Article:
5. Taste and adjust the seasoning with the remaining palm sugar and fish sauce. Remove from the heat, then stir in the pierced grape tomatoes and Thai basil, letting the residual heat gently cook the tomatoes so they do not turn mushy.
  6. Garnish the curry with the top of a Thai basil sprig and serve with jasmine rice.

Note: When you buy barbecued duck, many vendors will cut the duck into small pieces by default. Ask them not to cut it so you can easily remove the bones. Note also that though the curry is gluten-free, barbecued ducks are often made with gluten-containing soy sauce.

Tip for Success:
Barbecued duck from different vendors has varying levels of salt and sugar, which will affect the stock. This is why we reserve half of the seasoning for final adjustments.
 

Red Curry Paste

  • 8 Large dried chilies, seeded
  • 4 Small dried chilies, seeded (see note)
  • 1 tsp Salt
  • ¼ tsp White peppercorns
  • 3 Tbsp Lemongrass, thinly sliced
  • 1 Tbsp Galangal, finely chopped
  • 2 tsp Cilantro roots or 2 Tbsp cilantro stems, finely chopped
  • 1 tsp Kaffir lime zest, finely chopped
  • 3 Tbsp Shallots, finely chopped
  • 2 Tbsp Garlic, finely chopped
  • 1 tsp Shrimp paste (gapi)

How to make Red Curry Paste

  1. Grind the dry chilies into a powder using a spice/coffee grinder OR soak the chilies in water for at least an hour to soften. (See Tips for Making Curry Paste in a Mortar and Pestle)
  2. If using dry, ground chilies:
  3. In a heavy-duty mortar and pestle, add the salt, white peppercorns, lemongrass, galangal, cilantro roots and kaffir lime zest; pound into a fine paste.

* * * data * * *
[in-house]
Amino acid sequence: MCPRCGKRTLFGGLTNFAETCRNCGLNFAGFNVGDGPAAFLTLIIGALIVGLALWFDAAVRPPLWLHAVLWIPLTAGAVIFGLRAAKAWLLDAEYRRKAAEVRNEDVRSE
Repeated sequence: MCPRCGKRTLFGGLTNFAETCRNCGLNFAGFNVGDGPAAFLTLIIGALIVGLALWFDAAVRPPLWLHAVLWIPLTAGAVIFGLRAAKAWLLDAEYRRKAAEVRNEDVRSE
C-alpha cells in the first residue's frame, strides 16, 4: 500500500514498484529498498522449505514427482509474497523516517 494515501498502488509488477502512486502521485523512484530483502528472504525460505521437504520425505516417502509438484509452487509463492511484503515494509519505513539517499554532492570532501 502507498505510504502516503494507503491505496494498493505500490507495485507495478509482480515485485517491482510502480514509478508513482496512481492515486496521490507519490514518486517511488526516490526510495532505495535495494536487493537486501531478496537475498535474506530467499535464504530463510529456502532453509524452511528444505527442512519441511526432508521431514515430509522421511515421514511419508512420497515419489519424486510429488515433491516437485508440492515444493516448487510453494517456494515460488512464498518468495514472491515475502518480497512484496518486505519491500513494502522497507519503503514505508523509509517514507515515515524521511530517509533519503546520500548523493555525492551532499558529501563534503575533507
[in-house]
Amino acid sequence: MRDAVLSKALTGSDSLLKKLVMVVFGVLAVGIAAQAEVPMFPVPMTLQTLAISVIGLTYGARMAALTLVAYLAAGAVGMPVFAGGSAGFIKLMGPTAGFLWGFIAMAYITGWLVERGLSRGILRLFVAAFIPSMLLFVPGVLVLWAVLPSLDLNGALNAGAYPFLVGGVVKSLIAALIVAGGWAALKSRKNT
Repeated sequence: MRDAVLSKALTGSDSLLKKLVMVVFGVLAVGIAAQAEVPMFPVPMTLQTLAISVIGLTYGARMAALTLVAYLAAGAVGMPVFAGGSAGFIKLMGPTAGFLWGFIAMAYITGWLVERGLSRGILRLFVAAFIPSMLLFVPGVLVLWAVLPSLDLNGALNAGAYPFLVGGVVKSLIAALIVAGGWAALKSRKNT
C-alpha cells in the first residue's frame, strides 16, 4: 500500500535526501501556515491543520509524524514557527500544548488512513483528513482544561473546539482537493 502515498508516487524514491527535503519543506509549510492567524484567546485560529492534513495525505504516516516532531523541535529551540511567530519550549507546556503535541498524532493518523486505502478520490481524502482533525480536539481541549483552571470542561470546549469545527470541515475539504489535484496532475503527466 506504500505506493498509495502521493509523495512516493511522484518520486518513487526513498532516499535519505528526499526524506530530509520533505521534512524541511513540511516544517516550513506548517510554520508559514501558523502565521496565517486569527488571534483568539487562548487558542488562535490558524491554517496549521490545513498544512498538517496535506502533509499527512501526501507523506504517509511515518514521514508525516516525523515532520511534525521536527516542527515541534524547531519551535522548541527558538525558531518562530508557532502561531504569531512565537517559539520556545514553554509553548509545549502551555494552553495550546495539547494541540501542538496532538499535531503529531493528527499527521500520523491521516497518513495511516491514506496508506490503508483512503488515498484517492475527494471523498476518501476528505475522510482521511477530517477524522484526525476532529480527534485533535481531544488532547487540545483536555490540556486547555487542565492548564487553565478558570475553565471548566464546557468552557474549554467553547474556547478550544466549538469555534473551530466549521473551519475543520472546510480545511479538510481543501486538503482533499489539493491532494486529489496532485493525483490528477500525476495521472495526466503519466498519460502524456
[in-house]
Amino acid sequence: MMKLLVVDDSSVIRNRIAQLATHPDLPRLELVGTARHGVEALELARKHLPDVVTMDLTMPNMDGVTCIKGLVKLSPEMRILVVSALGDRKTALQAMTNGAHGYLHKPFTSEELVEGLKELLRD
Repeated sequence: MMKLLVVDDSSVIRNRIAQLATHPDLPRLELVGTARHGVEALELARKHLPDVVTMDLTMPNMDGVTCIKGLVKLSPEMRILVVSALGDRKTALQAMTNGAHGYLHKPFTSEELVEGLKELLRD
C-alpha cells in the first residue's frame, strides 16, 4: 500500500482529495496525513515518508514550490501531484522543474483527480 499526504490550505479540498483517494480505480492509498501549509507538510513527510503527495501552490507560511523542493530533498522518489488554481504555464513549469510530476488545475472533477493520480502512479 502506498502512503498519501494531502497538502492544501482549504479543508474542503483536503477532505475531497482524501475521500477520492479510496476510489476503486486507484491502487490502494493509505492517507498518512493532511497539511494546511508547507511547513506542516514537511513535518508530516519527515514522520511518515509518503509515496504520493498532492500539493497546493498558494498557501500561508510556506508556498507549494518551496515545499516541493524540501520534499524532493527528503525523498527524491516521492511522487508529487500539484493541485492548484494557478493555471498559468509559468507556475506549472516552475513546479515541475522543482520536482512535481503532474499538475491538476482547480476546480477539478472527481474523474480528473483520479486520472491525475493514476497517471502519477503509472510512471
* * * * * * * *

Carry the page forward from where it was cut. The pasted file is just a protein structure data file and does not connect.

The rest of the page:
4. Add the ground chilies and pound to mix.
  5. Add the shallots and garlic; pound into a fine paste.
  6. Add the shrimp paste and pound to mix.
  7. If using soaked chilies:
  8. Drain the chilies from the soaking water and dry off excess water with paper towel. Cut into small pieces.
  9. In a heavy-duty mortar and pestle, add the chilies, salt, and white peppercorns; pound into a fine paste.
  10. Add the lemongrass, galangal, cilantro roots and kaffir lime zest; pound into a fine paste.
  11. Add the shallots and garlic; pound into a fine paste.
  12. Add the shrimp paste and pound to mix.

Note: Large dried chilies are mild, while small dried chilies are quite spicy, so you can control the curry paste’s spiciness by adding more or fewer of the small ones. Leave in the seeds of the small chilies for extra heat.

THE DUCK AND THE FRUIT
There’s something about duck and sweet-and-sour fruits that go brilliantly together. The French know it well, hence duck à l’orange. Apart from pineapple, try this curry with lychee or red grapes.

THE BREAKDOWN

The Paste Red curry paste
The Liquid Coconut milk and duck stock
The Nuggets Duck, pineapple, grape tomatoes, Thai basil
The Seasoning Fish sauce, palm sugar
Flavour Profile Salty, followed by sweet, with bursts of acidity from the pineapple. Creamy mouthfeel but should not be thick or viscous.